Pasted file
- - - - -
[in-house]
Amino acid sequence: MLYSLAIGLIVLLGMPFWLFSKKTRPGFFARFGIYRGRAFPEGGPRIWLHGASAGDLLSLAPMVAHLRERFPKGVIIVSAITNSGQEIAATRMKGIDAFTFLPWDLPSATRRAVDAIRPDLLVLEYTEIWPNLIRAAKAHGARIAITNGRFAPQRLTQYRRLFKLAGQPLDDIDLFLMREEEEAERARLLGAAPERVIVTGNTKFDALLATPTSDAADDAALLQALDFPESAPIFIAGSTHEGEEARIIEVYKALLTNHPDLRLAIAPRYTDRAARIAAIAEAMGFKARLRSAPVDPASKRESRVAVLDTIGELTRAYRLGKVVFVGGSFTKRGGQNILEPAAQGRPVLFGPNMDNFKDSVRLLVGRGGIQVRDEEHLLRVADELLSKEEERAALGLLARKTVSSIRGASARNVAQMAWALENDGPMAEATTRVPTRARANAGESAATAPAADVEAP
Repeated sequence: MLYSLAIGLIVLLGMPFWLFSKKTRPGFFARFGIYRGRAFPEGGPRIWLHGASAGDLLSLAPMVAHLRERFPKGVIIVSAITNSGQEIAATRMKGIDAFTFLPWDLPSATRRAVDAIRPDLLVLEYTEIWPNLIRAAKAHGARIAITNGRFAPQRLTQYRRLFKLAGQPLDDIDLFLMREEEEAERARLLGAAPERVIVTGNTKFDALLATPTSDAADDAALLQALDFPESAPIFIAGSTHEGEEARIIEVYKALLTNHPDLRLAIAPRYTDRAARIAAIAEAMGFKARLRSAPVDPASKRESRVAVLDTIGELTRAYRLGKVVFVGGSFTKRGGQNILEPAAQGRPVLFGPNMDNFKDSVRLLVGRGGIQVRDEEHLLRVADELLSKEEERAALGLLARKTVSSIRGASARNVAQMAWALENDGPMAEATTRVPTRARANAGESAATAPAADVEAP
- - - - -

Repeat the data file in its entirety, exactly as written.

[in-house]
Amino acid sequence: MLYSLAIGLIVLLGMPFWLFSKKTRPGFFARFGIYRGRAFPEGGPRIWLHGASAGDLLSLAPMVAHLRERFPKGVIIVSAITNSGQEIAATRMKGIDAFTFLPWDLPSATRRAVDAIRPDLLVLEYTEIWPNLIRAAKAHGARIAITNGRFAPQRLTQYRRLFKLAGQPLDDIDLFLMREEEEAERARLLGAAPERVIVTGNTKFDALLATPTSDAADDAALLQALDFPESAPIFIAGSTHEGEEARIIEVYKALLTNHPDLRLAIAPRYTDRAARIAAIAEAMGFKARLRSAPVDPASKRESRVAVLDTIGELTRAYRLGKVVFVGGSFTKRGGQNILEPAAQGRPVLFGPNMDNFKDSVRLLVGRGGIQVRDEEHLLRVADELLSKEEERAALGLLARKTVSSIRGASARNVAQMAWALENDGPMAEATTRVPTRARANAGESAATAPAADVEAP
Repeated sequence: MLYSLAIGLIVLLGMPFWLFSKKTRPGFFARFGIYRGRAFPEGGPRIWLHGASAGDLLSLAPMVAHLRERFPKGVIIVSAITNSGQEIAATRMKGIDAFTFLPWDLPSATRRAVDAIRPDLLVLEYTEIWPNLIRAAKAHGARIAITNGRFAPQRLTQYRRLFKLAGQPLDDIDLFLMREEEEAERARLLGAAPERVIVTGNTKFDALLATPTSDAADDAALLQALDFPESAPIFIAGSTHEGEEARIIEVYKALLTNHPDLRLAIAPRYTDRAARIAAIAEAMGFKARLRSAPVDPASKRESRVAVLDTIGELTRAYRLGKVVFVGGSFTKRGGQNILEPAAQGRPVLFGPNMDNFKDSVRLLVGRGGIQVRDEEHLLRVADELLSKEEERAALGLLARKTVSSIRGASARNVAQMAWALENDGPMAEATTRVPTRARANAGESAATAPAADVEAP